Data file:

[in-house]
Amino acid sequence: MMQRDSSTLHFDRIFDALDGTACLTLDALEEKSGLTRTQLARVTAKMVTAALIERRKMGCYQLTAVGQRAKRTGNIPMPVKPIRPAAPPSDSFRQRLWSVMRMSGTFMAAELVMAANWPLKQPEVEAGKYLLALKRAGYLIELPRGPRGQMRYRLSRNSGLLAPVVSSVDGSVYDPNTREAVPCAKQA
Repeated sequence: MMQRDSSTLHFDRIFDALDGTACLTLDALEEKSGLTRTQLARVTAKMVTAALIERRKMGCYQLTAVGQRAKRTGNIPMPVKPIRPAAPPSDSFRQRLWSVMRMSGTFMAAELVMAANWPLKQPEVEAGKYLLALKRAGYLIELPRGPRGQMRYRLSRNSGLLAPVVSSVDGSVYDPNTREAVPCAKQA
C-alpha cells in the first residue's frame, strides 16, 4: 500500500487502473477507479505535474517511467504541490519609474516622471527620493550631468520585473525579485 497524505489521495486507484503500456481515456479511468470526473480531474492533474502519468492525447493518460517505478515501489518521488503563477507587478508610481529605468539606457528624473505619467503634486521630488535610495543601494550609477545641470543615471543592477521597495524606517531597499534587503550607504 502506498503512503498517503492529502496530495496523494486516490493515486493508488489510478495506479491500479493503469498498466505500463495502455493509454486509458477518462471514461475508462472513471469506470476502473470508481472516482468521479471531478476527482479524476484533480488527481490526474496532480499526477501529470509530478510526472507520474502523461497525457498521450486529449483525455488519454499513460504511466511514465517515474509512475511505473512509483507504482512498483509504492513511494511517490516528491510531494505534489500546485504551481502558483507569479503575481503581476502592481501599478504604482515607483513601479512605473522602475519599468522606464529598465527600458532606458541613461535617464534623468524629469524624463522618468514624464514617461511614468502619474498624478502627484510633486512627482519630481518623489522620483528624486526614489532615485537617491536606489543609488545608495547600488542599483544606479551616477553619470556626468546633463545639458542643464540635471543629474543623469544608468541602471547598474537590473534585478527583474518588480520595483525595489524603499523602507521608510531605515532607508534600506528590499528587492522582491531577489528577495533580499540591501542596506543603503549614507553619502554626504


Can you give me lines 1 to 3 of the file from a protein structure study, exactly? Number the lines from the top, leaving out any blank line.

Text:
[in-house]
Amino acid sequence: MMQRDSSTLHFDRIFDALDGTACLTLDALEEKSGLTRTQLARVTAKMVTAALIERRKMGCYQLTAVGQRAKRTGNIPMPVKPIRPAAPPSDSFRQRLWSVMRMSGTFMAAELVMAANWPLKQPEVEAGKYLLALKRAGYLIELPRGPRGQMRYRLSRNSGLLAPVVSSVDGSVYDPNTREAVPCAKQA
Repeated sequence: MMQRDSSTLHFDRIFDALDGTACLTLDALEEKSGLTRTQLARVTAKMVTAALIERRKMGCYQLTAVGQRAKRTGNIPMPVKPIRPAAPPSDSFRQRLWSVMRMSGTFMAAELVMAANWPLKQPEVEAGKYLLALKRAGYLIELPRGPRGQMRYRLSRNSGLLAPVVSSVDGSVYDPNTREAVPCAKQA